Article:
Actually, I am not going to say very much about the Copenhagen – London flight as there is not much to add relative to last time I flew there and wrote about it here. The BA website is still not able to assign a seat when clicking on it – and while the iPhone app still is slick and nicely done, it took a few tries and I actually didn’t succeed in getting my boarding card for the second leg until shortly before departure from Copenhagen.
I did manage to change my seat online – from an aisle seat in the three-seat block on the window side to an aisle seat in the center four-seat block. If you’re curious as to why, it will be explained at some point in the CFR Travellers Tips series. The trick was to find the wee text box that allows you to enter a seat number – by clicking, I would still be working on it… 😉
Again, getting through LHR Terminal 5 was sweet and easy. Absolutely minimal queues at boarding pass control and security. If I should be a grumpy, complaining passenger, I would say that more table space a little away from the X-ray belts after security would be a benefit for everyone – as it is, there is hardly any other choice than to collect your stuff back into bags and re-don belts etc at the end of the conveyor and that inevitably delays everything. CPH has this well in place – lots of space right next to and even more three steps away going into the terminal.
After a walk around, browsing a bookstore and enjoying a snack of garlic prawns and Pinot Grigio, it was time to jump on the transit to the B gates. Again, a breeze. Pre-boarding of families with small children started quite soon – all was well. Not.
At some point, the gate staff announced a technical problem and that more information would follow shortly. It turned out (as a summary of explanations given in the airport and later, in the plane) that a repair in the afternoon apparently had damaged some other thingumy in the engine. To change that part required some specialist tools that were not available on site and hence had to be fetched somewhere. As it were, the delay ended up between two and a half and three hours. Guess we should be happy we were in London and not at the end of some route – the fetching might after all be relatively quick in the headquarter end of things.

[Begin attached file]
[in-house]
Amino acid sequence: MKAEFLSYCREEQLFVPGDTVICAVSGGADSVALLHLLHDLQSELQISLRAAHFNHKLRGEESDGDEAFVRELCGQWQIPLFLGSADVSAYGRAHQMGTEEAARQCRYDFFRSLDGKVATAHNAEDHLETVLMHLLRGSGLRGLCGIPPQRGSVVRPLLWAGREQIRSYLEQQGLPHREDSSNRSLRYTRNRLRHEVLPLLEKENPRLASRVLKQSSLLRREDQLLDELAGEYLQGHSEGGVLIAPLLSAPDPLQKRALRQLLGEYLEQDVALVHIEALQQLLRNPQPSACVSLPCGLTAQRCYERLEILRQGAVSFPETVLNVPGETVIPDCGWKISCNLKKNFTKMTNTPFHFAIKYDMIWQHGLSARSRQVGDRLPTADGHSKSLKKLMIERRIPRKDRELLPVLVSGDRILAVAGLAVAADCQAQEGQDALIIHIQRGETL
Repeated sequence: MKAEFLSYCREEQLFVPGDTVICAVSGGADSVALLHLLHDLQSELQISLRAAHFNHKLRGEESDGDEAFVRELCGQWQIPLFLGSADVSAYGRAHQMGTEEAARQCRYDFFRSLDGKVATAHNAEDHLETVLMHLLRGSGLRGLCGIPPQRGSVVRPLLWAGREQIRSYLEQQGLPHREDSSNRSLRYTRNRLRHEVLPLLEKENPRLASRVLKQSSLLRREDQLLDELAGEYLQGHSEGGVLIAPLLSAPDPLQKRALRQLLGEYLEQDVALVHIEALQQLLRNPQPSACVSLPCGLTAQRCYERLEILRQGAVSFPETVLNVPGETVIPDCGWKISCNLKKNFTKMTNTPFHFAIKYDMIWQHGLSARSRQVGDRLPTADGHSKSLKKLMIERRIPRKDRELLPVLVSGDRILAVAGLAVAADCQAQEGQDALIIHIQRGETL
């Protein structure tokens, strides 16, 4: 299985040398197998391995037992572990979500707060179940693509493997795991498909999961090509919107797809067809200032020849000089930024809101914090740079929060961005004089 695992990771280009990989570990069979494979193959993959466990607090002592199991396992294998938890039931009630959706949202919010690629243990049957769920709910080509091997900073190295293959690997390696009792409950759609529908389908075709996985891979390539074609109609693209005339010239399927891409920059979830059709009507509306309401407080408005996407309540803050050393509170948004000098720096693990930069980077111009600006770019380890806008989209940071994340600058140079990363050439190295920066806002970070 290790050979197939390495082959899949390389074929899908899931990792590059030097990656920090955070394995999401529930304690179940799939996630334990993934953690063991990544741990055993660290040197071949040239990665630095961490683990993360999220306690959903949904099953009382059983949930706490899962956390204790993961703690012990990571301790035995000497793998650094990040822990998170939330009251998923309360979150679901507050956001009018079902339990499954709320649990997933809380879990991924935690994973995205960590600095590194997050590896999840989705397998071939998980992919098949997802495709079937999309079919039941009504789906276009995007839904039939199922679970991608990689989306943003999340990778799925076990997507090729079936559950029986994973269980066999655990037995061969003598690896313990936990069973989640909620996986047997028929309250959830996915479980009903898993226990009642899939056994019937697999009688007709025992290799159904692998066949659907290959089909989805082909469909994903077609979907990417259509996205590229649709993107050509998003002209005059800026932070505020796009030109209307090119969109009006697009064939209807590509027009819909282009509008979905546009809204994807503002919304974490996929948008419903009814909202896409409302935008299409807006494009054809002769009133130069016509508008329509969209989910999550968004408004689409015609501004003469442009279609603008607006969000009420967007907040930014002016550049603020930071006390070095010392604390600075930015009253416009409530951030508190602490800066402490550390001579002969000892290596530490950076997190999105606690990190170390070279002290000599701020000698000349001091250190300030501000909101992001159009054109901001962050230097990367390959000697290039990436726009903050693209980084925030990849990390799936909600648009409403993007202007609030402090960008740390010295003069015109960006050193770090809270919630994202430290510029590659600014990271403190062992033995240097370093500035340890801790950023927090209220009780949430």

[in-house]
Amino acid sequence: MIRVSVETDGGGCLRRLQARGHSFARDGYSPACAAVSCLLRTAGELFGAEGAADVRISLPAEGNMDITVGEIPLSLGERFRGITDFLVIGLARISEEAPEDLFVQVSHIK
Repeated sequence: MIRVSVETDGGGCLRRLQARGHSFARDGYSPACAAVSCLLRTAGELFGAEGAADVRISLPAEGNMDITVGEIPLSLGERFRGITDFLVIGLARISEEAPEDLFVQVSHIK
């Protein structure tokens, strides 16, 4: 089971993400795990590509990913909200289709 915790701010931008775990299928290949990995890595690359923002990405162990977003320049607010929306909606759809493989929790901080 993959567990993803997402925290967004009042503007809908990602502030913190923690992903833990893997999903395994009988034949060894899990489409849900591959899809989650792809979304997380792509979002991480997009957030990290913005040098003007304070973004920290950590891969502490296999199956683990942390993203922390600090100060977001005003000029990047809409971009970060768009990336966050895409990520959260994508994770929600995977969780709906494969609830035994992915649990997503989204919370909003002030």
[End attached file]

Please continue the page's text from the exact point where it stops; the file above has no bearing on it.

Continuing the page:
Nice touch by BA, by the way, to have one of the first officers from the plane do some of the key announcements to the waiting passengers. And also nice to see that BA has female three-stripe pilots!
Once we got under way shortly after 22:00 – and after a reboot of the entertainment system to allow showing the safety videos, which had us standing on the tarmac for another 10 minutes or so – the flight actually went pretty smoothly. Dinner and drinks service was condensed into one due to the lateness. That, actually, had my full approval – the handful of king prawns was all I’d had to eat since lunch at home, now 10-11 hours ago. I was starving!
One last kink – all the way to Cape Town, the journey information system has confusedly reported on the basis of going to San Fransisco. I had a little laugh over thinking about the GPS female voice repeating “Make a U-turn now” in the cockpit as the plane icon on the screen got further and further south, stretching the dotted route line longer and longer, anchored as it was in SFO. As a result, while the cabin crew is serving breakfast and we’re over South African territory, the screen reports 16,086 km still to go. Yikes – I hoped they filled the tanks to the brim!
So all in all, despite friendly crew and a smooth flight, I cannot call this a good one for BA. Three hours of delay is just a bad one, no matter how you look at it. Now there’s only left to hope that the luggage in the hold is not actually the load meant to go to San Francisco…